Priest is another example of a band I think was having fun. Watching Rob Halford in the early '80s...it was like Freddie Mercury level campness, though in different ways.
Priest definitely didn't take themselves very seriously, so that was a bad example on my part.
Although, the lone exception was their two disc 2008 concept album - Nostradamus. After reading the takes on the album from KK Downing and Rob Halford, I feel like the band thought this was going to be some grand artistic moment, but it pretty much wound up being Priest's answer to Music From the Elder.
There's one major artist that I can't believe I forgot to mention. In fact, the humorous nature of some of his most well known songs is why he's sometimes treated more like a novelty artist rather than a talented singer / songwriter.
I'm speaking of one Jimmy Buffett. He scored a major hit with Margaritaville, and many years later guested on Alan Jackson's ode to day drinking - It's Five O Clock Somewhere. In between, songs such as Cheeseburger in Paradise, Fins, Why Don't We Get Drunk, Fruitcakes, Coconut Telegraph, Bank of Bad Habits, all the way up to Cussin' Island from his 2020 album, Buffett's catalog is full of funny fables showing an offbeat sense of humor that fans find enduring while non fans might find off putting (I'm in the former, I used to be the latter).
Speaking of senses of humor and being a little over the top (without taking it TOO seriously), here is a clip from a famous mid-80s Freddie Mercury interview about the costumes of the early years. The video should be cued up properly, but if you have any issues, the relevant part begins around 3:23 and carries on for 45 seconds or so.
The gist of it? "If I had the long hair and painted nails now, I'd look ridiculous! Of course, I looked ridiculous, then, too ... but it worked!"
I can take some (but by no means all) of Zappa's humour, even some of what might be construed as sexist (e.g., "Dinah Moe Hum"). But Beefheart's is much more up my street -- it's more subtle and his wordplay more evocative.
I usually don't like the Zappa music that's self-consciously comedy (dirty or otherwise), and almost always think he piles it on too thick. But I do find VERY funny the "audio verite" of his hometown friends Ronnie and Kenny, or the "from the piano" dialogue. Zappa being Zappa, snippets of these can be found all over the place, from Lumpy Gravy to Civilization Phaze III.
Both are found prominently on my favorite Zappa album, which is also probably the funniest Zappa album, We're Only In It For The Money. Zappa's twin take-downs of both normie American culture and hippie counterculture at the same time is wonderful, a set of perspectives that show how unique Frank was. "Who Needs the Peace Corps?" "Let's Make the Water Turn Black," "The Idiot Bastard Son," "Harry, You're a Beast" ... very funny, one and all.
Beefheart's humor is from a whole other perspective ... or universe! I've always been delighted at the opening line of "Kandy Korn," like an offbeat television jingle: "Well they look so good, I wanna eat 'em!" To its simple melody, it's so silly.
Kapitan: Yes, let's keep it going. If you're not sure which years we've covered, check the first post of the thread: I've edited it to list each year we've touched upon.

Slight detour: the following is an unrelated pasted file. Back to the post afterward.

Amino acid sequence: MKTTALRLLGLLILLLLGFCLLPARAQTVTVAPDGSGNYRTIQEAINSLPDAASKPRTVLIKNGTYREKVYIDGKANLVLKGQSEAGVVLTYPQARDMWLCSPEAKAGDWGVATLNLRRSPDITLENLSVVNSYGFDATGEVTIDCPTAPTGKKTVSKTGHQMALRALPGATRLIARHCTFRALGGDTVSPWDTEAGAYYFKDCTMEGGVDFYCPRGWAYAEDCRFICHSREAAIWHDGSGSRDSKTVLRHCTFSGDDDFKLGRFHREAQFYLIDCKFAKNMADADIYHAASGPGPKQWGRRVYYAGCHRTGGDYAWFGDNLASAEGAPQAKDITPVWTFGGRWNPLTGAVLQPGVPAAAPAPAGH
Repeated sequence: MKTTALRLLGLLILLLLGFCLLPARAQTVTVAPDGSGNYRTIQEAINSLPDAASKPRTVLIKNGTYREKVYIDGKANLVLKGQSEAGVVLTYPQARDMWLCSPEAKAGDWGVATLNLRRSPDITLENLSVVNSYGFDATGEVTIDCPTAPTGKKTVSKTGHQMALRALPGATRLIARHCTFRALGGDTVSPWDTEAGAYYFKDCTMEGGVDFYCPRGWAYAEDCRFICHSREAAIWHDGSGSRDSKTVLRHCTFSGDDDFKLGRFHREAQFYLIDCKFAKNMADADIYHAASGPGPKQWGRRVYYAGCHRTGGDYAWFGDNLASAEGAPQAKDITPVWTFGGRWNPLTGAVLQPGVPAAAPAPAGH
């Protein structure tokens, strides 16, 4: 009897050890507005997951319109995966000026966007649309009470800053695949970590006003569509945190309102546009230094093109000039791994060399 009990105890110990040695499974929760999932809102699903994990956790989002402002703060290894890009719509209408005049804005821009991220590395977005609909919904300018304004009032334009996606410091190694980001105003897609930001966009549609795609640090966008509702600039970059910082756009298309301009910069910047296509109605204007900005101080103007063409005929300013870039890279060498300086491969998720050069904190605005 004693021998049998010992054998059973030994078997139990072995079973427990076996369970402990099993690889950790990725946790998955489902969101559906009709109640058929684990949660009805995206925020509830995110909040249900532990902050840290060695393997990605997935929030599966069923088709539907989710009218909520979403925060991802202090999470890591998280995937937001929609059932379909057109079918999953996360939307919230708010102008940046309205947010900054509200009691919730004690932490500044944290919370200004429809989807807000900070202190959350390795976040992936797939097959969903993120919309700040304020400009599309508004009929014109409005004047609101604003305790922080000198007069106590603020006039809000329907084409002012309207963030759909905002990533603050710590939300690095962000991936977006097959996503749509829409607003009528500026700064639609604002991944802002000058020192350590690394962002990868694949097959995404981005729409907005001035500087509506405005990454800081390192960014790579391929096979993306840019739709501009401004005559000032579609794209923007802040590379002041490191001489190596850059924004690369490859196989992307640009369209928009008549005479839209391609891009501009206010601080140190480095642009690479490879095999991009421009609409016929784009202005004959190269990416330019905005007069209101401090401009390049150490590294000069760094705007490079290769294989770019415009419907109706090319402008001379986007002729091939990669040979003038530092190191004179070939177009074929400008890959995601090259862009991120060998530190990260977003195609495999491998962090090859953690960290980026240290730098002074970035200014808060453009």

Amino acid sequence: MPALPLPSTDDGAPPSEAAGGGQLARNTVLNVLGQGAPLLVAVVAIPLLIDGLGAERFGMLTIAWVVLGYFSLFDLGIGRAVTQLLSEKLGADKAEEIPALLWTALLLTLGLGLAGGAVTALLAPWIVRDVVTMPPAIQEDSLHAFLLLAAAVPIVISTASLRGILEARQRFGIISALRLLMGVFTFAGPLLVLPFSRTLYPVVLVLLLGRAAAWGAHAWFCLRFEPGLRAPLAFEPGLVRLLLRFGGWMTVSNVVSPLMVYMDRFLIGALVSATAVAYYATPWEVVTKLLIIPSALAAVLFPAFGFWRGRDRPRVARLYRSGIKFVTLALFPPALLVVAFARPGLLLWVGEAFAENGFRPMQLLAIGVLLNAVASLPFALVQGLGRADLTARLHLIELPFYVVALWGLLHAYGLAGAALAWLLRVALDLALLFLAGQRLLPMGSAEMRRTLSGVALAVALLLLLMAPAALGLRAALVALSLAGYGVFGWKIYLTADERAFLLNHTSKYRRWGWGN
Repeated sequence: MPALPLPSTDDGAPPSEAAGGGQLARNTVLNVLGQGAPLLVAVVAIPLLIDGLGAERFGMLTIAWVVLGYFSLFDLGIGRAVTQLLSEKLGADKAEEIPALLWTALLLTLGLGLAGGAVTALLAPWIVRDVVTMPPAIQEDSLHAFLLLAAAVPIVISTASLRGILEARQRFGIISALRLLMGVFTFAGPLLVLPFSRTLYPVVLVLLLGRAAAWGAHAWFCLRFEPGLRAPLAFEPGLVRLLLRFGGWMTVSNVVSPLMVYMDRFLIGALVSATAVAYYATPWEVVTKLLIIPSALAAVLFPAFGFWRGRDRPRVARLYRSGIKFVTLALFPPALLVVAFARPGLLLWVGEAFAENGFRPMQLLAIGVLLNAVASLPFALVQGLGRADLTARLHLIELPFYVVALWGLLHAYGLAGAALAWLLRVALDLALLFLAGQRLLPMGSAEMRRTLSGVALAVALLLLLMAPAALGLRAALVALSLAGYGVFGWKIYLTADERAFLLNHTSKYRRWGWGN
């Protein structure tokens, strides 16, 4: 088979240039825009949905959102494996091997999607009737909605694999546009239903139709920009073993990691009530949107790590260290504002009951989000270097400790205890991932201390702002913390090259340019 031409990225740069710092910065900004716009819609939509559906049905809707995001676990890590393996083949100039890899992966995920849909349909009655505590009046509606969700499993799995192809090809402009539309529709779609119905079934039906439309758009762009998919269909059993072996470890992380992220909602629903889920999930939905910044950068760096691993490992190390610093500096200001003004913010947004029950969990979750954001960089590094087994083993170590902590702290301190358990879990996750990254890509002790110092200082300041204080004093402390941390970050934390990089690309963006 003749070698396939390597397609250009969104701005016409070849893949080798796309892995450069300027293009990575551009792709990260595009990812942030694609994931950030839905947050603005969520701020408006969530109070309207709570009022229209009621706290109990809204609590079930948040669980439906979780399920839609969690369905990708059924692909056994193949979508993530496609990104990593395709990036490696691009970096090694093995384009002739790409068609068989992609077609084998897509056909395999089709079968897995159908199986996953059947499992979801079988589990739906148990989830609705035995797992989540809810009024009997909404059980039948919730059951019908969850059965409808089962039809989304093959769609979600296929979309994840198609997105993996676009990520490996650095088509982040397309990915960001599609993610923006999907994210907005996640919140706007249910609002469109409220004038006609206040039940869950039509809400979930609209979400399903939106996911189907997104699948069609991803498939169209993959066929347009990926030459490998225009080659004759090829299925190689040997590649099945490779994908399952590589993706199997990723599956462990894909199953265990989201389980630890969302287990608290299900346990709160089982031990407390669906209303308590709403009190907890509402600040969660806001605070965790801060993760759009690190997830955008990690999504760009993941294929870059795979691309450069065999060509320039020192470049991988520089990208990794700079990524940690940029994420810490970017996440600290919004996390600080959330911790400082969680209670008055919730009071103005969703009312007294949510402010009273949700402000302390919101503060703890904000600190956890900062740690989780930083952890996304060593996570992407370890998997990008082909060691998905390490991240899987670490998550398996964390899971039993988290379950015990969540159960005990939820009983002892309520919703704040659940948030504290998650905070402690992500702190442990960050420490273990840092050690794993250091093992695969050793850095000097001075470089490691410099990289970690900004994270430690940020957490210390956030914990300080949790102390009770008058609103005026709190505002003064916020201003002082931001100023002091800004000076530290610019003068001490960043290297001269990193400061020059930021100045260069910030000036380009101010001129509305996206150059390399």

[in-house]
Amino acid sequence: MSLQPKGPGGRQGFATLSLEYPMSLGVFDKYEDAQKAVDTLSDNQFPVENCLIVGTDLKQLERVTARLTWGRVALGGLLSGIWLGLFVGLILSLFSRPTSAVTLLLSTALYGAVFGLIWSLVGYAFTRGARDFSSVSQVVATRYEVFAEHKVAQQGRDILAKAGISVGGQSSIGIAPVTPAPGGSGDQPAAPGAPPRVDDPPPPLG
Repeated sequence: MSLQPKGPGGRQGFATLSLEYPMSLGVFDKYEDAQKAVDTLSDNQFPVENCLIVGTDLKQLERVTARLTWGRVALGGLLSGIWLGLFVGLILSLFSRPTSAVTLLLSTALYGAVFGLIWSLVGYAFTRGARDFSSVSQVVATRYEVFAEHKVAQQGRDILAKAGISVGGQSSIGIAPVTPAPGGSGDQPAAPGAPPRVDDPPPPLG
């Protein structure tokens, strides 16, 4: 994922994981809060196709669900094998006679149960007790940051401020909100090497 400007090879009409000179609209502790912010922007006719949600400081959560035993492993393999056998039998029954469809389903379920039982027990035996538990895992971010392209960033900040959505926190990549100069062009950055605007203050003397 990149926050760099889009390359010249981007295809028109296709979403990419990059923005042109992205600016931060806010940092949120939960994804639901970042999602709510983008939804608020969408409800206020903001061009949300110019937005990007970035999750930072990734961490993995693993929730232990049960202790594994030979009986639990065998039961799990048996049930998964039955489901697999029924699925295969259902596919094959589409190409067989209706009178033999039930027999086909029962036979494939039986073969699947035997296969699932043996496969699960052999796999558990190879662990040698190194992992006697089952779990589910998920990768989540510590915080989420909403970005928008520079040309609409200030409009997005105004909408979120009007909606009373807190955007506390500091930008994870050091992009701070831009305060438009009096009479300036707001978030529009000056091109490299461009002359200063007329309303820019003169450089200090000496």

Sept 22, 2021 13:10:08 GMT
jk: If no one jumps in soon, I'll go for 1997, which is 13 years back from 2010. Fact is, we haven't had a '90s year yet.
Sept 22, 2021 13:46:32 GMT
Kapitan: No, but we do have a whole '90s thread that covered a lot of that territory. (In fact, that's what inspired the idea, to some extent)
Sept 22, 2021 13:52:28 GMT
Kapitan: Not that I'm opposed to a '90s year, mind you
Sept 22, 2021 13:52:58 GMT
jk: I see where you're coming from, Cap'n. I even did a double-take when looking through 1997 albums and songs (these look familiar!). My next suggestion is that we go back 13 years from 1972 to 1959.
Sept 22, 2021 17:04:34 GMT
jk: OK, it's one of the "doldrum years" but it was crammed full of goodies that even register with folks who weren't born for another 20 years. Of course, if anyone has a better idea, I'm all for it.
Sept 22, 2021 17:05:59 GMT
Kapitan: That would make sense; we also haven't really touched the early to mid 80s, which I'm sure people (mostly) recall. And of course EVERY year in the '60s seems loaded...
Sept 22, 2021 17:06:53 GMT
jk: Yes, the early-ish '80s also came to mind. But let's see who else joins in...
Sept 22, 2021 17:08:04 GMT
Kapitan: So far we've had me, jk, kds, and carllove choosing years. Would love to expand that circle.
Sept 22, 2021 17:13:20 GMT
Kapitan: Which, I guess with four of us so far, is more a square.
Sept 22, 2021 17:13:38 GMT
jk: Ha, yes. Sheriff? B.E.? sockit? The Kid?... We'll see.
Sept 22, 2021 17:16:41 GMT
The Cincinnati Kid: I might come up with something. I love those kind of threads, but am terrible in participating. I still haven't posted anything for 2010.
Sept 22, 2021 19:26:41 GMT
lonelysummer: 1959 is a doldrums year? Hmm....
Sept 22, 2021 19:44:28 GMT
jk: That's what they say... you know, that period from *cough* "the day the music died" to the arrival of the British Invasion. Like you, I couldn't agree less with that notion, hence the inverted commas!
Sept 22, 2021 19:52:30 GMT
Kapitan: I assume he means the stereotype that between early rock and roll and the British Invasion, nothing happened. But that it was in quotes (plus his actual comments) make me think it was an ironic usage.
Sept 22, 2021 19:52:54 GMT
Kapitan: Whoops, near-simultaneous post. But it confirms my suspicion.
Sept 22, 2021 19:53:21 GMT
jk: Great minds and all that!
Sept 22, 2021 19:53:34 GMT
sockit: I would like to showcase the year 1983. That's the year I graduated high school and I was all in on what was current.
Sept 23, 2021 0:07:54 GMT
carllove: I was in College then. Sounds like a good year! Go for it! It’s a group effort!
Sept 23, 2021 4:31:48 GMT
carllove: BTW - I’d be down for 90’s years. I like the years being broken out. Meanwhile we can move to 1983 with sockit’s help. 1972 has ended its interest.
Sept 23, 2021 4:34:56 GMT